Republican voters will likely be headed back to the polls in July to decide who will be their nominee in the special election to fill the open Third Congressional District seat.
Meanwhile, Democrats and Libertarians have apparently decided who will be the candidates they hope will be the replacement for late-Rep. Walter Jones, Jr.
With all precincts reporting, state Rep. Greg Murphy, a surgeon from Greenville, had 22.54 percent of the vote, followed by Joan Perry, a Kinston physician, with 15.44 percent in the Republican primary unofficial results.
A total of 17 candidates were on the GOP ballot Tuesday, including three from Currituck County: commissioners Paul Beaumont (1.84 percent) and Mike Payment (1.27 percent), and physician Kevin Baiko (0.4 percent).
On the Democratic side, which had eight candidates running, former Greenville mayor Allen Thomas took 50 percent of the vote. His next closest challenger was Richard Bew, a retired Marine colonel from Newport, with 25.23 percent.
Libertarian Tim Harris of New Bern won by a 56-to-44 percent margin over Shannon Bray of Apex. Greg Holt from New Bern was the only candidate to file from the Constitution Party and will be their nominee.
Turnout was light, with only 14.09 percent of registered voters casting a ballot in the district that spans 17 counties from the Virginia state line to Jacksonville.
In the races with more than two candidates, the candidate who receives the second-highest vote total may demand a second primary if no one receives more than 30 percent of the votes cast for all candidates in that primary.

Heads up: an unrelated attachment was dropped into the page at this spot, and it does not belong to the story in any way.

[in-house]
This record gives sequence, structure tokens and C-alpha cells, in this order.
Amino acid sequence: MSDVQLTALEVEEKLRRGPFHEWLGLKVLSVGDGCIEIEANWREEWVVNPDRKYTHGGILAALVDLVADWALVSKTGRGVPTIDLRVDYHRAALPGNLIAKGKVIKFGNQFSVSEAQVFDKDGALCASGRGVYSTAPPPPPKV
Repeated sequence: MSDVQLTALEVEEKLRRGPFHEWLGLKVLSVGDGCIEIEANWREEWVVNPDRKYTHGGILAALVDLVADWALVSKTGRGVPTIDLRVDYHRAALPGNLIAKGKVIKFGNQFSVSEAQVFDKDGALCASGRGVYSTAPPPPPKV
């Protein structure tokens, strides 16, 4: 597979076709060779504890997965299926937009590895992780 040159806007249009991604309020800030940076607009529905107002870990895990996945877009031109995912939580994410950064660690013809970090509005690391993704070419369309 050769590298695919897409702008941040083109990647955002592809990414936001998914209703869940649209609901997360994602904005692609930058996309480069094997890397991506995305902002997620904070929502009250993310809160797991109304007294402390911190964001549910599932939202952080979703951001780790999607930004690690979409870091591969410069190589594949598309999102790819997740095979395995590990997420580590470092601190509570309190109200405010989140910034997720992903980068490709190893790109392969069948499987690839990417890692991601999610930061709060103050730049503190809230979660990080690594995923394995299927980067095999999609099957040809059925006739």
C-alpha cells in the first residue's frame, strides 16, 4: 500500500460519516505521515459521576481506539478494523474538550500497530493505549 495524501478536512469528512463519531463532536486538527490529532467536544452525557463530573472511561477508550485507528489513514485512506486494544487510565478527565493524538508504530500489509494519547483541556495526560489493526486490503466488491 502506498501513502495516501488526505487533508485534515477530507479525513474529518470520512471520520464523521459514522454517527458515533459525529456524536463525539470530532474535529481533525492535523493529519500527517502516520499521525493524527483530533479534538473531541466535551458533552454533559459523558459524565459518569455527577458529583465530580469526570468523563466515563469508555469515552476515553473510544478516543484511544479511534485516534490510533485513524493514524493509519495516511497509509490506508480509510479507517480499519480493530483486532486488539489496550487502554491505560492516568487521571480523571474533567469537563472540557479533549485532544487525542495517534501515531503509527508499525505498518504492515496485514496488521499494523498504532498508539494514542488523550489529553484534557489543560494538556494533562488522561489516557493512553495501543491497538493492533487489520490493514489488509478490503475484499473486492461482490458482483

The top two vote-getters would be on the ballot for the second primary, which would be held on July 9. The general election would then be on September 10.
A candidate who is eligible to demand a second primary, according to unofficial results, must file a written request to the executive director of the State Board of Elections by noon on Thursday, May 9. Any request would be subject to the certification of official results by the State Board.
Any voter registered in the 3rd Congressional District with the political party holding the second primary may vote in the second primary. Unaffiliated voters who voted in that party’s first primary, as well as unaffiliated voters who did not vote any party’s ballot in the first primary, may also vote in the second primary. Voter registration would not be permitted for a second primary.
This story originally appeared on OBXToday.com. Read More local stories here.